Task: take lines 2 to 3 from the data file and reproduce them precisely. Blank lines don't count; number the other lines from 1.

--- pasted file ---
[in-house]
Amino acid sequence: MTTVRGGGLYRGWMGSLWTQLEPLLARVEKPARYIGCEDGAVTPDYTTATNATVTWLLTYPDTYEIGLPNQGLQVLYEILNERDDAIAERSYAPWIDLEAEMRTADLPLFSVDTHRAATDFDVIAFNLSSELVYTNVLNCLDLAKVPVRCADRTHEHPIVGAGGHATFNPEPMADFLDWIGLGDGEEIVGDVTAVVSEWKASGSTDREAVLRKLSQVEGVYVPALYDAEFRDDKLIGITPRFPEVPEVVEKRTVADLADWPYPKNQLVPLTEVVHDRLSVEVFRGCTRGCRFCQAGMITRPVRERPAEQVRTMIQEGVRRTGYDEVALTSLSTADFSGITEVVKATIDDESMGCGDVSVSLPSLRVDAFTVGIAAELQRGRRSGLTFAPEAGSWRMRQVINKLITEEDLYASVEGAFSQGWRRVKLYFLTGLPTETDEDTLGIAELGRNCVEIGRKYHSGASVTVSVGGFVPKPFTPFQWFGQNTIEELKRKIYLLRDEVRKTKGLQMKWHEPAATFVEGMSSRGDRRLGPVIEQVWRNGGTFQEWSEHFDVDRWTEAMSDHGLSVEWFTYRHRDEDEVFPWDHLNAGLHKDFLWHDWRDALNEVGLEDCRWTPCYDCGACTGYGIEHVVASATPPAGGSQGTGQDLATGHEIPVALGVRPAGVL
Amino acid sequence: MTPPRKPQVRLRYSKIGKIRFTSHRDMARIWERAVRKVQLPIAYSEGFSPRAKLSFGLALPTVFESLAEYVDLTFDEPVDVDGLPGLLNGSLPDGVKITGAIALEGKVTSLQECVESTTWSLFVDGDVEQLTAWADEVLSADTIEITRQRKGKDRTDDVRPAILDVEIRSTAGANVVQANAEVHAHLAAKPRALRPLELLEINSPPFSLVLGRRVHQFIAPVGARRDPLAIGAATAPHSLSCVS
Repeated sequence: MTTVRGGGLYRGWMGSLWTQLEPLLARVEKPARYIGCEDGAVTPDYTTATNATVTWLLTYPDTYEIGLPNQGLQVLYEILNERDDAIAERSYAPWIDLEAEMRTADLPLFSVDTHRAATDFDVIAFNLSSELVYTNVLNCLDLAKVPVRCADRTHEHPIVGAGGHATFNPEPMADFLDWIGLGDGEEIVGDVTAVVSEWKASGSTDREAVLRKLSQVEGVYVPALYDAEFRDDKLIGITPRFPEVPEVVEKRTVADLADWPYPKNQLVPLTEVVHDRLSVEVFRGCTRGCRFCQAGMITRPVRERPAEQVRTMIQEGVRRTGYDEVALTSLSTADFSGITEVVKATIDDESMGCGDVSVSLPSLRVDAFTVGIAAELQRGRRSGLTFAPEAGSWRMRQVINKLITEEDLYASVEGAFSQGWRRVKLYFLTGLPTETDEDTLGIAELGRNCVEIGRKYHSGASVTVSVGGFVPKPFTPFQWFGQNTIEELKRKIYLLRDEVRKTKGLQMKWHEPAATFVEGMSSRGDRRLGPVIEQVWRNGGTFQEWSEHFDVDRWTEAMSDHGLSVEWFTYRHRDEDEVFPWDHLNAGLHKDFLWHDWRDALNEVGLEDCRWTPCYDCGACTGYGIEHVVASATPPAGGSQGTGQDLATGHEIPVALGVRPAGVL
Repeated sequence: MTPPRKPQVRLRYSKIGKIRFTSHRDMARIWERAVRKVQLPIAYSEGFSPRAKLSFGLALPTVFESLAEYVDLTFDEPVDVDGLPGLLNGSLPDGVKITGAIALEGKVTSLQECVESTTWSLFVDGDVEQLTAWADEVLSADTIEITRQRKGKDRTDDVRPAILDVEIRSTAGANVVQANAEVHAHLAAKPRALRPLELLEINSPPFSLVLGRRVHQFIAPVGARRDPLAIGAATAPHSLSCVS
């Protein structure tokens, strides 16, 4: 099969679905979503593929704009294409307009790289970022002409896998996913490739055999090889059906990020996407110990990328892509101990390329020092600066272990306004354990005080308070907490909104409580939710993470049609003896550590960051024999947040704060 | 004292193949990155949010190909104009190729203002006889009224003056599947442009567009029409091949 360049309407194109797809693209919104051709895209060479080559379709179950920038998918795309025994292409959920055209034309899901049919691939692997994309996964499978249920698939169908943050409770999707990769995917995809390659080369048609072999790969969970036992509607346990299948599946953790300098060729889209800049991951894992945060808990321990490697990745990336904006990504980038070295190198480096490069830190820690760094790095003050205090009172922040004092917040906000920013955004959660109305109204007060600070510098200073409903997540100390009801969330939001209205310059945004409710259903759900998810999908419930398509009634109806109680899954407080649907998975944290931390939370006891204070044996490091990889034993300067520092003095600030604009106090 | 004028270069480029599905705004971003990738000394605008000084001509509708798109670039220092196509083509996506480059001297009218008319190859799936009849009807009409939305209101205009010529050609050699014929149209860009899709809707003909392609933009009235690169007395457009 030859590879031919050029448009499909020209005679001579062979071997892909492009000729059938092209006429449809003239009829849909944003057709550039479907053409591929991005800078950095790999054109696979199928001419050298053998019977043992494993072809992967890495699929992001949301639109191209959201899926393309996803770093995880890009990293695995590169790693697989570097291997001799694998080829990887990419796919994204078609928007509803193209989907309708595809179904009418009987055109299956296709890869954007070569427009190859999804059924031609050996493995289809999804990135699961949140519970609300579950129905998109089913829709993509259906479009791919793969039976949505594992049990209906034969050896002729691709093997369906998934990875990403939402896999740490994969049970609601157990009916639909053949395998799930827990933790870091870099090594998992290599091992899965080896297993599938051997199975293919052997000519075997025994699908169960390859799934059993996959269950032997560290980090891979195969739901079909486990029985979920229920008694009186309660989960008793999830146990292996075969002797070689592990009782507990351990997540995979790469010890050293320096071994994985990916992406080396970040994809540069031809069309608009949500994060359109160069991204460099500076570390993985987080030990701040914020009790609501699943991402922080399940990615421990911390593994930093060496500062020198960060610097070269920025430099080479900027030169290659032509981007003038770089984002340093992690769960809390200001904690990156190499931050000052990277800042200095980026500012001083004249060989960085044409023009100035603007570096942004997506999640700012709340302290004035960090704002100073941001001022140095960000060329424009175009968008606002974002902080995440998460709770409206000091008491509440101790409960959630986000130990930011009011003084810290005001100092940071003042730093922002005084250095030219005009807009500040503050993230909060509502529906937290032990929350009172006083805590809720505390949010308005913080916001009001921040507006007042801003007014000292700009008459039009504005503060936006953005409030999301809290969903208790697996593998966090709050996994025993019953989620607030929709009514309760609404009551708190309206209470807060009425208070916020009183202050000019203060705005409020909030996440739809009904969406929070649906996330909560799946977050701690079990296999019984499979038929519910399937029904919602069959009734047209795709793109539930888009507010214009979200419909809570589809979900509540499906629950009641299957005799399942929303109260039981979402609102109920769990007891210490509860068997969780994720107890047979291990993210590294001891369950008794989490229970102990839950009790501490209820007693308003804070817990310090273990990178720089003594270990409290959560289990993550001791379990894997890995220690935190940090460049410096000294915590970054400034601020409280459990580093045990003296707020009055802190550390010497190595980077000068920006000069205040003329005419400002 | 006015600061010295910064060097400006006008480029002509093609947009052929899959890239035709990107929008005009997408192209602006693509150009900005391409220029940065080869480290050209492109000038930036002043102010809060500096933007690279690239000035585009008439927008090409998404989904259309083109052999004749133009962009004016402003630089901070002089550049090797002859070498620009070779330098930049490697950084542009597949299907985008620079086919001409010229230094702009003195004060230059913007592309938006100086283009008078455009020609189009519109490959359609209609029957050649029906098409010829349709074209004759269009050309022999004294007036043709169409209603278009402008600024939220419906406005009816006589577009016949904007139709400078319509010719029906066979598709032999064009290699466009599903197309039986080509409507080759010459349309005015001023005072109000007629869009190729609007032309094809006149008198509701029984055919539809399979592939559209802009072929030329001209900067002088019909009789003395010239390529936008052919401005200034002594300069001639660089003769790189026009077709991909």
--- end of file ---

Amino acid sequence: MTTVRGGGLYRGWMGSLWTQLEPLLARVEKPARYIGCEDGAVTPDYTTATNATVTWLLTYPDTYEIGLPNQGLQVLYEILNERDDAIAERSYAPWIDLEAEMRTADLPLFSVDTHRAATDFDVIAFNLSSELVYTNVLNCLDLAKVPVRCADRTHEHPIVGAGGHATFNPEPMADFLDWIGLGDGEEIVGDVTAVVSEWKASGSTDREAVLRKLSQVEGVYVPALYDAEFRDDKLIGITPRFPEVPEVVEKRTVADLADWPYPKNQLVPLTEVVHDRLSVEVFRGCTRGCRFCQAGMITRPVRERPAEQVRTMIQEGVRRTGYDEVALTSLSTADFSGITEVVKATIDDESMGCGDVSVSLPSLRVDAFTVGIAAELQRGRRSGLTFAPEAGSWRMRQVINKLITEEDLYASVEGAFSQGWRRVKLYFLTGLPTETDEDTLGIAELGRNCVEIGRKYHSGASVTVSVGGFVPKPFTPFQWFGQNTIEELKRKIYLLRDEVRKTKGLQMKWHEPAATFVEGMSSRGDRRLGPVIEQVWRNGGTFQEWSEHFDVDRWTEAMSDHGLSVEWFTYRHRDEDEVFPWDHLNAGLHKDFLWHDWRDALNEVGLEDCRWTPCYDCGACTGYGIEHVVASATPPAGGSQGTGQDLATGHEIPVALGVRPAGVL
Amino acid sequence: MTPPRKPQVRLRYSKIGKIRFTSHRDMARIWERAVRKVQLPIAYSEGFSPRAKLSFGLALPTVFESLAEYVDLTFDEPVDVDGLPGLLNGSLPDGVKITGAIALEGKVTSLQECVESTTWSLFVDGDVEQLTAWADEVLSADTIEITRQRKGKDRTDDVRPAILDVEIRSTAGANVVQANAEVHAHLAAKPRALRPLELLEINSPPFSLVLGRRVHQFIAPVGARRDPLAIGAATAPHSLSCVS